CIE Seminar Series 2014 – Integrating next generation DNA sequencing with ecology: seal scats and stickleback SNPs by Dr Bruce Deagle

Bruce DeagleSPEAKER: Dr Bruce Deagle, Postdoctoral Research Fellow, Australian Antarctic Division, Kingston, Tasmania
DATE: Friday, 11th April 2014
LOCATION: Warrnambool Campus, Room B3.03
TIME: 2:00 pm
Seminar will also be video linked to the following campuses: Melbourne Campus at Burwood, Room L1.05 and Geelong Campus at Waurn Ponds, Room ka4.207

ABSTRACT: In this talk I will discuss my experiences in two general areas of molecular ecology which have benefited immensely from high-throughput sequencing technologies:

First, I will present work on the use of DNA metabarcoding of faecal samples as an approach for studying animal diet. Results from field-based studies on Australian fur seals and Adelie penguins will be highlighted. In addition I’ll discuss our recent research with captive harbour seals which illustrates the difficulties of obtaining quantitative information about relative abundances of prey in the diet based on sequence read proportions.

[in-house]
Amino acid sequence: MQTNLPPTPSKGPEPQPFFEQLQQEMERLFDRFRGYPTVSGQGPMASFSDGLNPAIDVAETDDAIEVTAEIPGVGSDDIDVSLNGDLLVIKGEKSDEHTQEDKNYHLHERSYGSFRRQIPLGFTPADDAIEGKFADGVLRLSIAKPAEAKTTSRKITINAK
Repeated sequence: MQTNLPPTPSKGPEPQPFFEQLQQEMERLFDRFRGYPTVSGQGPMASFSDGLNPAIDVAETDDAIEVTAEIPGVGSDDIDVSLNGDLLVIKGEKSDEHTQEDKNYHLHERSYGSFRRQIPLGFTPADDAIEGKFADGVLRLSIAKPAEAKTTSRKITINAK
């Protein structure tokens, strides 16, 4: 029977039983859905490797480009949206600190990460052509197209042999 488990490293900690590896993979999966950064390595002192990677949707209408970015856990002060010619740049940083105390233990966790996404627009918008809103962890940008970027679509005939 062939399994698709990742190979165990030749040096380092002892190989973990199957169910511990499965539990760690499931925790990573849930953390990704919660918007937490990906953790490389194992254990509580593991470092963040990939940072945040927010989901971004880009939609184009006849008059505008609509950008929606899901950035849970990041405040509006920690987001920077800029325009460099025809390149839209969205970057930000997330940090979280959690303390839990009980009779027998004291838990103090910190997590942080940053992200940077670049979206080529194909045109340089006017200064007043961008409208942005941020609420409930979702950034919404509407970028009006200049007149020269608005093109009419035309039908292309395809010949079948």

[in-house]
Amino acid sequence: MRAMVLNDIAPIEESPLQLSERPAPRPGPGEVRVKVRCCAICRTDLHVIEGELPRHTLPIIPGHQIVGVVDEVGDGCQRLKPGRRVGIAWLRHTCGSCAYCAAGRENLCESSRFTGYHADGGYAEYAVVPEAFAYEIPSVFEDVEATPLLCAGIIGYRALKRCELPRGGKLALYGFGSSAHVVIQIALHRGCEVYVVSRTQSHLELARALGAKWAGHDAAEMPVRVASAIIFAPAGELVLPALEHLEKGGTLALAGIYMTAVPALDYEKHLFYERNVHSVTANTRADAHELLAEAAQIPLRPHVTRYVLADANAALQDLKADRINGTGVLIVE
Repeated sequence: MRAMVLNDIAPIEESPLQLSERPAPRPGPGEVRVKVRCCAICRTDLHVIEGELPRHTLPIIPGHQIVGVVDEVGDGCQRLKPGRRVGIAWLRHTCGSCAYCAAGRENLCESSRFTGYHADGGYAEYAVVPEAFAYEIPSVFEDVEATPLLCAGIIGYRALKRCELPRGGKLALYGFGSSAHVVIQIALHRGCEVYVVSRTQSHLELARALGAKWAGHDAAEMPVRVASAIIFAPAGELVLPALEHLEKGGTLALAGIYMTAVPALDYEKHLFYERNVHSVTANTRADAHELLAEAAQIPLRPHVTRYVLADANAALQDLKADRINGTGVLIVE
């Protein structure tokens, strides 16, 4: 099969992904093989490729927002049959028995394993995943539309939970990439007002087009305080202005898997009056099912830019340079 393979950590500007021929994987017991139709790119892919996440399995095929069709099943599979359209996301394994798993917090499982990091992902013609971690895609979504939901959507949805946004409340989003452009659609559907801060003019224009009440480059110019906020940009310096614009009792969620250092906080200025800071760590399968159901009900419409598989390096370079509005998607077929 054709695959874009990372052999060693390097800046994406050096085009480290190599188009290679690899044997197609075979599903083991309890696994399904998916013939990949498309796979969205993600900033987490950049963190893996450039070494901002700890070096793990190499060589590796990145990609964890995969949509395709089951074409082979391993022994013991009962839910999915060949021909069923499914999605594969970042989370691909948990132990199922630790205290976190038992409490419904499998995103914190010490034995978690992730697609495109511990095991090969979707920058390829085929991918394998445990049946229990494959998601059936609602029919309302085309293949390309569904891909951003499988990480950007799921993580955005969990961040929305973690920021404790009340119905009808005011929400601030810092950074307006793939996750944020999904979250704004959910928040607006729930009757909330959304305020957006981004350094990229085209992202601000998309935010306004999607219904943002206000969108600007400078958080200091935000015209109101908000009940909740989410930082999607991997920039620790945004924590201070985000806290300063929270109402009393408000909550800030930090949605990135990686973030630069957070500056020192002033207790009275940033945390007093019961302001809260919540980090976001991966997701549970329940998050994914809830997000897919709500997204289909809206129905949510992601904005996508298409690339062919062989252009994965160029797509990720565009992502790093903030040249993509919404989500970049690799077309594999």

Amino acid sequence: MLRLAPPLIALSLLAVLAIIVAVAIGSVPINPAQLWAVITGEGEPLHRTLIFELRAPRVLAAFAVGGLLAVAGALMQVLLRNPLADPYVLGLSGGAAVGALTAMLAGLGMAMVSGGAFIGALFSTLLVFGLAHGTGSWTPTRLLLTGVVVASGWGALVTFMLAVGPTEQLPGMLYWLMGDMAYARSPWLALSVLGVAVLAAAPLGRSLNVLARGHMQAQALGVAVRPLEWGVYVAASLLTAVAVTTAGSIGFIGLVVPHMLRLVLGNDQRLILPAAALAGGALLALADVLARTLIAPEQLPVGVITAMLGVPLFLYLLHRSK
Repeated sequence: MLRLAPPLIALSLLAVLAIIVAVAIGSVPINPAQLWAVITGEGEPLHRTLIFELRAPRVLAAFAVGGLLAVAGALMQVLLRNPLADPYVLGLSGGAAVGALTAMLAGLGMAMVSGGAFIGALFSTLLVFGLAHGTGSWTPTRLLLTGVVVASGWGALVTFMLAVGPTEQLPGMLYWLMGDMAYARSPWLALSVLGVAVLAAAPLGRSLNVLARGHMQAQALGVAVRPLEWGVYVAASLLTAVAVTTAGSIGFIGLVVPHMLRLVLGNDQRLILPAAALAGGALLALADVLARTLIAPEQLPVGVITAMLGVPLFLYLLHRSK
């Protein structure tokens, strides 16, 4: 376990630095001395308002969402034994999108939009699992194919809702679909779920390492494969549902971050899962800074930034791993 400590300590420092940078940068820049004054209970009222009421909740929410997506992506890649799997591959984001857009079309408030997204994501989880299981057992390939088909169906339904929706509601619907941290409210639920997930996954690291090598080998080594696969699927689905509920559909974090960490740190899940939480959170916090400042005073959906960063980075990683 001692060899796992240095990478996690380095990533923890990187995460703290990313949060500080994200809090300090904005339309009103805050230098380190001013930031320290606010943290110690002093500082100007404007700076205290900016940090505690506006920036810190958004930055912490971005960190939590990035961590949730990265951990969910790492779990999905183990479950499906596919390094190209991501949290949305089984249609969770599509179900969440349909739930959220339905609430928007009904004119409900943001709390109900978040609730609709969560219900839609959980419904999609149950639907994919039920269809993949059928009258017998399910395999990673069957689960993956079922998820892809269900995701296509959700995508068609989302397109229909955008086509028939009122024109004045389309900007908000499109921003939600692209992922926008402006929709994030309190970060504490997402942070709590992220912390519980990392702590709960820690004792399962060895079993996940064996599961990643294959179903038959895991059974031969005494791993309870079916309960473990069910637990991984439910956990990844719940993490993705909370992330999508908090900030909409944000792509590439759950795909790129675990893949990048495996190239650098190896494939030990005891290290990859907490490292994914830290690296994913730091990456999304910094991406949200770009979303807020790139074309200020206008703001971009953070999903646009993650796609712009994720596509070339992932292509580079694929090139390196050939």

Second, I will present results from population genomics analysis of threespine stickleback with a focus on uncovering the genetic basis of local adaptation across stream–lake ecological transitions.

These case studies provide insight into the promise and pitfalls of high-throughput sequencing. They also illustrate how this technology can be applied to examine how species react to ecological change on a variety of time scales.

BIO: My research focuses on the application of advances in the field of genetics to better understand ecology and evolution of animal populations. My current position (2014) is as a postdoctoral researcher at the Australian Antarctic Division working on Antarctic krill genomics (funded by a Bob Hawke Antarctic Science Fellowship). For my PhD thesis I studied DNA-based methods for determining animal diet and continue to do work in this field. I have also studied the evolutionary genetics of threespine stickleback populations.